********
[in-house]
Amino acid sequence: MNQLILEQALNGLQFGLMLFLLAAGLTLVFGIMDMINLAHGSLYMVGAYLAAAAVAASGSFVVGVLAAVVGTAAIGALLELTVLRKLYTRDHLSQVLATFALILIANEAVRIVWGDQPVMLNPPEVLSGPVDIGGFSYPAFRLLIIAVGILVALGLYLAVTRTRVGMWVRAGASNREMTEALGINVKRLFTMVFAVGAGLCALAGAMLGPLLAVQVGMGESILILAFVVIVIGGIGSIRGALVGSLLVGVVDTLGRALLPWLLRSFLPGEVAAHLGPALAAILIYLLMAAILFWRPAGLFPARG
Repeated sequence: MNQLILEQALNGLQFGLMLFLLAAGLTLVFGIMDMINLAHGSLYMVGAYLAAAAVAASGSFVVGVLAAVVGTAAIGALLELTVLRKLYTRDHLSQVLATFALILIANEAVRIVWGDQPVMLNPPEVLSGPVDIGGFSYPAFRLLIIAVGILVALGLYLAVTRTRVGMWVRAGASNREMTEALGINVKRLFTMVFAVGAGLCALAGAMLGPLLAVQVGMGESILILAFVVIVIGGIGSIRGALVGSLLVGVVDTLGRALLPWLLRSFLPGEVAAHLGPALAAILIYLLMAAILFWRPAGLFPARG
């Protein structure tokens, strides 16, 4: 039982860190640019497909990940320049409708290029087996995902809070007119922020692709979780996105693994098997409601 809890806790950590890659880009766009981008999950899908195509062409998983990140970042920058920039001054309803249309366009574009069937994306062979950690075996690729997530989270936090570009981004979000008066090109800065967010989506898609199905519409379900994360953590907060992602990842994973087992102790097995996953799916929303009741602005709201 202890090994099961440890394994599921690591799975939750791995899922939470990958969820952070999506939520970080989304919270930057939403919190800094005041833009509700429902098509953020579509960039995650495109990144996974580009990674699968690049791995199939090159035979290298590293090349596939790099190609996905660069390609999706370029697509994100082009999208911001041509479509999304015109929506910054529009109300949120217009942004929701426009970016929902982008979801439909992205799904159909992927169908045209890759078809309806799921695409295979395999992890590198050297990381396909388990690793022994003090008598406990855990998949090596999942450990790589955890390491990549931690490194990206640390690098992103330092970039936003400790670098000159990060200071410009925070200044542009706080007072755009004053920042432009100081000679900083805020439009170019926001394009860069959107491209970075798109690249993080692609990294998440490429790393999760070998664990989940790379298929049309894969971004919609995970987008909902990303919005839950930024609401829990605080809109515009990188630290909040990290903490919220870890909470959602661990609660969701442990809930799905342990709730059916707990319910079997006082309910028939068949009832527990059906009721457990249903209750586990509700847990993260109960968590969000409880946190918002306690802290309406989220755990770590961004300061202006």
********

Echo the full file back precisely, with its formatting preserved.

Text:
[in-house]
Amino acid sequence: MNQLILEQALNGLQFGLMLFLLAAGLTLVFGIMDMINLAHGSLYMVGAYLAAAAVAASGSFVVGVLAAVVGTAAIGALLELTVLRKLYTRDHLSQVLATFALILIANEAVRIVWGDQPVMLNPPEVLSGPVDIGGFSYPAFRLLIIAVGILVALGLYLAVTRTRVGMWVRAGASNREMTEALGINVKRLFTMVFAVGAGLCALAGAMLGPLLAVQVGMGESILILAFVVIVIGGIGSIRGALVGSLLVGVVDTLGRALLPWLLRSFLPGEVAAHLGPALAAILIYLLMAAILFWRPAGLFPARG
Repeated sequence: MNQLILEQALNGLQFGLMLFLLAAGLTLVFGIMDMINLAHGSLYMVGAYLAAAAVAASGSFVVGVLAAVVGTAAIGALLELTVLRKLYTRDHLSQVLATFALILIANEAVRIVWGDQPVMLNPPEVLSGPVDIGGFSYPAFRLLIIAVGILVALGLYLAVTRTRVGMWVRAGASNREMTEALGINVKRLFTMVFAVGAGLCALAGAMLGPLLAVQVGMGESILILAFVVIVIGGIGSIRGALVGSLLVGVVDTLGRALLPWLLRSFLPGEVAAHLGPALAAILIYLLMAAILFWRPAGLFPARG
């Protein structure tokens, strides 16, 4: 039982860190640019497909990940320049409708290029087996995902809070007119922020692709979780996105693994098997409601 809890806790950590890659880009766009981008999950899908195509062409998983990140970042920058920039001054309803249309366009574009069937994306062979950690075996690729997530989270936090570009981004979000008066090109800065967010989506898609199905519409379900994360953590907060992602990842994973087992102790097995996953799916929303009741602005709201 202890090994099961440890394994599921690591799975939750791995899922939470990958969820952070999506939520970080989304919270930057939403919190800094005041833009509700429902098509953020579509960039995650495109990144996974580009990674699968690049791995199939090159035979290298590293090349596939790099190609996905660069390609999706370029697509994100082009999208911001041509479509999304015109929506910054529009109300949120217009942004929701426009970016929902982008979801439909992205799904159909992927169908045209890759078809309806799921695409295979395999992890590198050297990381396909388990690793022994003090008598406990855990998949090596999942450990790589955890390491990549931690490194990206640390690098992103330092970039936003400790670098000159990060200071410009925070200044542009706080007072755009004053920042432009100081000679900083805020439009170019926001394009860069959107491209970075798109690249993080692609990294998440490429790393999760070998664990989940790379298929049309894969971004919609995970987008909902990303919005839950930024609401829990605080809109515009990188630290909040990290903490919220870890909470959602661990609660969701442990809930799905342990709730059916707990319910079997006082309910028939068949009832527990059906009721457990249903209750586990509700847990993260109960968590969000409880946190918002306690802290309406989220755990770590961004300061202006």